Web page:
3. It’s official. Everyone hates me. Ask me if I care. Yeah, I am that Conservative who cares about sustainability, the Feminist against promiscuity, the Classicist against close-minded, same-shit, different-trademark fads. Yes, I am pissed off about envirochic because of all the whippersnappers using the myth that humans did climate change as an excuse to instill dictators, not to mention the fact that youngun’s are hoarding everything (including planet-killing pets) at obscene levels, no matter how much they tweet about “minimalism,” and while the fad-obsessed are pretending humans did climate change, they’re ignoring the fact that a) it’s a normal thing the planet does, b) no, we can’t prevent it, and c) are you so sure your dictator is going to equally distribute potable water, etc. instead of just schtupping children and collecting cars that way Communist dictators usually do? Don’t get me started. Keep your fucking labels to yourself because NONE of them fit. And, no, it’s not OK to try to sell me grooming product with the word “bitch” in the name. And, get the eff off my property. The dye from the 400 glossy Communist pamphlets you littered the street with is starting to kill my lawn.

    • I’m with you, though wouldnt call myself a conservative…and at 54 not sure if I’m in boomer category. I like to think of myself as feminist, even as I roll my eyes at many of the current outrages. Write on, sister!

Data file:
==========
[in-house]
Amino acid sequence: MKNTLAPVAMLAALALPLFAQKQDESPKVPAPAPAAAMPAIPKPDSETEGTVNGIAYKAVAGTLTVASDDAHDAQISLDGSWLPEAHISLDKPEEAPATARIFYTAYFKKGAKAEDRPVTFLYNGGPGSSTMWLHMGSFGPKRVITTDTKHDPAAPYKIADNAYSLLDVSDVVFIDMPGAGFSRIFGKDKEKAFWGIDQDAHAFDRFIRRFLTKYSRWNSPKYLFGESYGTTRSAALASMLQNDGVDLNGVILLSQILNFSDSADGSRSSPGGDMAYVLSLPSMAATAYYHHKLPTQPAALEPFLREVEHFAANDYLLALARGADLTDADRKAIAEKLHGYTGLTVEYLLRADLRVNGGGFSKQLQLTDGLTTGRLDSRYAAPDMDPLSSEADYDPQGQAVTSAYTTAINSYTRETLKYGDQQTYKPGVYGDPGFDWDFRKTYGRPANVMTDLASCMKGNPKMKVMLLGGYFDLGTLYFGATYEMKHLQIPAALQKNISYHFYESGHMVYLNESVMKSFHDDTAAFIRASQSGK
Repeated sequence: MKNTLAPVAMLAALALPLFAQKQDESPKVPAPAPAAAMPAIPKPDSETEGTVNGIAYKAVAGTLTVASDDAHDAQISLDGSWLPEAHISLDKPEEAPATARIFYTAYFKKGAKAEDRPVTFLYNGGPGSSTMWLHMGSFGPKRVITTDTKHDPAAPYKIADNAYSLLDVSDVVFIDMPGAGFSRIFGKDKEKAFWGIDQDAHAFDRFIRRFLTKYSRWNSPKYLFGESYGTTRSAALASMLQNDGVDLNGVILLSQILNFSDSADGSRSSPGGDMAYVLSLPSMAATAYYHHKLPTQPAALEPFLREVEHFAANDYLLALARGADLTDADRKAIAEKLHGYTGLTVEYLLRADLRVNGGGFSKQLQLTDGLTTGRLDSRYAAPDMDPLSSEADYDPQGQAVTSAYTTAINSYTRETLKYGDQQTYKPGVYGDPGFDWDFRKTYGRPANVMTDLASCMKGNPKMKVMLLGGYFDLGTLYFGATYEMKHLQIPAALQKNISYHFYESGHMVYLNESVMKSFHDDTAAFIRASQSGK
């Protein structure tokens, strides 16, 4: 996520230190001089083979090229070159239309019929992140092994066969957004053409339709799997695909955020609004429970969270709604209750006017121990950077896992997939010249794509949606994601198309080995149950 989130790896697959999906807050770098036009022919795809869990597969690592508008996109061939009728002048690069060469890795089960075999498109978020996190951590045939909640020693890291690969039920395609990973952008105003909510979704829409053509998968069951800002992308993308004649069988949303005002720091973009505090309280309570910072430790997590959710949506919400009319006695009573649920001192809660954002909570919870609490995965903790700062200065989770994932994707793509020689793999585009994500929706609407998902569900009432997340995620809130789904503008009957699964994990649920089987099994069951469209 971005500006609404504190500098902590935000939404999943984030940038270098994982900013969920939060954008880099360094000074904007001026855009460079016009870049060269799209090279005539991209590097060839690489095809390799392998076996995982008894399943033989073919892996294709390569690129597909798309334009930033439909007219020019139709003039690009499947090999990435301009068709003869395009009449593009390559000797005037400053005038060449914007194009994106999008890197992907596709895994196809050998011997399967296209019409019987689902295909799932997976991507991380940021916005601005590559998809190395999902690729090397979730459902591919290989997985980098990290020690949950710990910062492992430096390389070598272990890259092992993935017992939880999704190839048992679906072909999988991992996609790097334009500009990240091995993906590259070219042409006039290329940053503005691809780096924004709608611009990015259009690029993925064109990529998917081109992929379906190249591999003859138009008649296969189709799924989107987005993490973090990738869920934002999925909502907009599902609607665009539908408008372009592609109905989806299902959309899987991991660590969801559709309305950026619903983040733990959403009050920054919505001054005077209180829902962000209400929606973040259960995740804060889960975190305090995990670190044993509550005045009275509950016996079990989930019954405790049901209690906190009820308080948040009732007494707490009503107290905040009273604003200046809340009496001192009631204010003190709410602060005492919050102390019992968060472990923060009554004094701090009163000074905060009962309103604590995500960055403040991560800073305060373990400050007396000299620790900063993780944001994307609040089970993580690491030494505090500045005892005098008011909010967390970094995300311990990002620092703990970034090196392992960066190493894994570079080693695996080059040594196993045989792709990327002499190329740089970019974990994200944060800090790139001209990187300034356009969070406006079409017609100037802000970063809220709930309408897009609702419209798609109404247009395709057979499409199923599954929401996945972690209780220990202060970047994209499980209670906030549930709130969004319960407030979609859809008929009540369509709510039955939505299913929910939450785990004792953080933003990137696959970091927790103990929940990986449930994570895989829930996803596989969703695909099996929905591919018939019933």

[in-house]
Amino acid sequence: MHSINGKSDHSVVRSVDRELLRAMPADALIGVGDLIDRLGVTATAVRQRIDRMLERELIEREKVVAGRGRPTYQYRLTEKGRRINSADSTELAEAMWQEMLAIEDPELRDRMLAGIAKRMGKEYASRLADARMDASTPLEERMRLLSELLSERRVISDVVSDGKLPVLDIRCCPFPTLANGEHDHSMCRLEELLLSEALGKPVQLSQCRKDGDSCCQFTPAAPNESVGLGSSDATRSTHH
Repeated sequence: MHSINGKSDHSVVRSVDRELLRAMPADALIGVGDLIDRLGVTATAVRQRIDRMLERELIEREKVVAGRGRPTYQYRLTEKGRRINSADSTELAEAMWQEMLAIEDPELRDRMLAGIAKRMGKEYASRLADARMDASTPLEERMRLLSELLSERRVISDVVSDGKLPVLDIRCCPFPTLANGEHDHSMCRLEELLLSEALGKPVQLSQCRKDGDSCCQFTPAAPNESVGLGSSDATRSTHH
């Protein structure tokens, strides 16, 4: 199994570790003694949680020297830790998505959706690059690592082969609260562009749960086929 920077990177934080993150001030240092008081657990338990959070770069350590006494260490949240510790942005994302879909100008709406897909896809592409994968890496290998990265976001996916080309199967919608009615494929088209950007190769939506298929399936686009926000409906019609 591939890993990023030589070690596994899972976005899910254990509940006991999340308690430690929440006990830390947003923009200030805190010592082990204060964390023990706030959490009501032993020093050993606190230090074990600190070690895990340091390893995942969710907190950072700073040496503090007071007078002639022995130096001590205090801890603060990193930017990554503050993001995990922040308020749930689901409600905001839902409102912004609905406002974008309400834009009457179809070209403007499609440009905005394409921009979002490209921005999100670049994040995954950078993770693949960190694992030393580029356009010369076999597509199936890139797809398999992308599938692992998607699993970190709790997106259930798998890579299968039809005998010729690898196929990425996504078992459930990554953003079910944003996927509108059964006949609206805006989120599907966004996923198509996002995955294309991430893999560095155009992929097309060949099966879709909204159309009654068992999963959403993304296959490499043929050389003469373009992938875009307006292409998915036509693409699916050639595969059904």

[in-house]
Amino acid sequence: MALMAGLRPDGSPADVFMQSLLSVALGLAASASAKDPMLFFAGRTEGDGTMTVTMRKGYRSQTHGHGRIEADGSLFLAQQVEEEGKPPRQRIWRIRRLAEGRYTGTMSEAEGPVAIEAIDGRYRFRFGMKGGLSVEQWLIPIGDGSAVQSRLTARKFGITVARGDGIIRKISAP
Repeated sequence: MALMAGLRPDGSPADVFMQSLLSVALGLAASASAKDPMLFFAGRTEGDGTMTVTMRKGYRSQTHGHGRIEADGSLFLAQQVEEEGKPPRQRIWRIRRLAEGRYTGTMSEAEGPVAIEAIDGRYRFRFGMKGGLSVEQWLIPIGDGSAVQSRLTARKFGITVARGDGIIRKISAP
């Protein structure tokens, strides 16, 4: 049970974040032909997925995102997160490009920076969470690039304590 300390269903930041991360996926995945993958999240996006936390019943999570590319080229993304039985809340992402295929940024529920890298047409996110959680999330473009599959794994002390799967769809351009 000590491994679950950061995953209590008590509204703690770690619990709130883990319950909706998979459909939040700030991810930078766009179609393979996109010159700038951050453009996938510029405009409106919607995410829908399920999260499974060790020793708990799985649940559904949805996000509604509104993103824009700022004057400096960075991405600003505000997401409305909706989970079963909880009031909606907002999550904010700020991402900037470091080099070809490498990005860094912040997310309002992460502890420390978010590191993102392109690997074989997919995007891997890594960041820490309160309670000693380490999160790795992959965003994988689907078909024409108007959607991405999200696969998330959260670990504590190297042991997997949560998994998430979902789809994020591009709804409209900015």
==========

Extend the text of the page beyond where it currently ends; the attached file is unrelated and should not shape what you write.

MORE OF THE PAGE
• Er, a grooming product? As in a dog grooming product? Hate to tell you this, but the technical term for female dogs /is/ bitches.

      P.S. I think you’re on the wrong blog, mate.

    • We’re taught very early on in school that for every action, there is a reaction. That goes for being rude, disrespectful and inconsiderate just as much as it goes for being destructive, flippant and uncaring. We are stewards on this planet, and if we all think “gee whiz… I don’t need to pick up my trash or think about investing in sustainable tupperware because in my heart, I know the planet has gone through several environmental changes over its long life. I’m only here for less than a hundred years. So what?!” … we are all doomed. Seriously. Smog, polluted water (Hello, Flint….!) and dying marine life. These are all preventable things. If you don’t understand that, I don’t know what kind of schooling you’ve received and I’d like to at least suggest looking into learning about how you’re effecting the planet.

  4. #youfixtheworldkid love, gen x. My younger millennial cousin had a desire to talk about entertainment so he started a website and started podcasting. He lets me talk about movies on there too. He saw a thing he wanted and rather than ask for what he wanted he made it happen. Drive forward millennials, but stop for coffee, cause I’ll ride with ya but I like coffee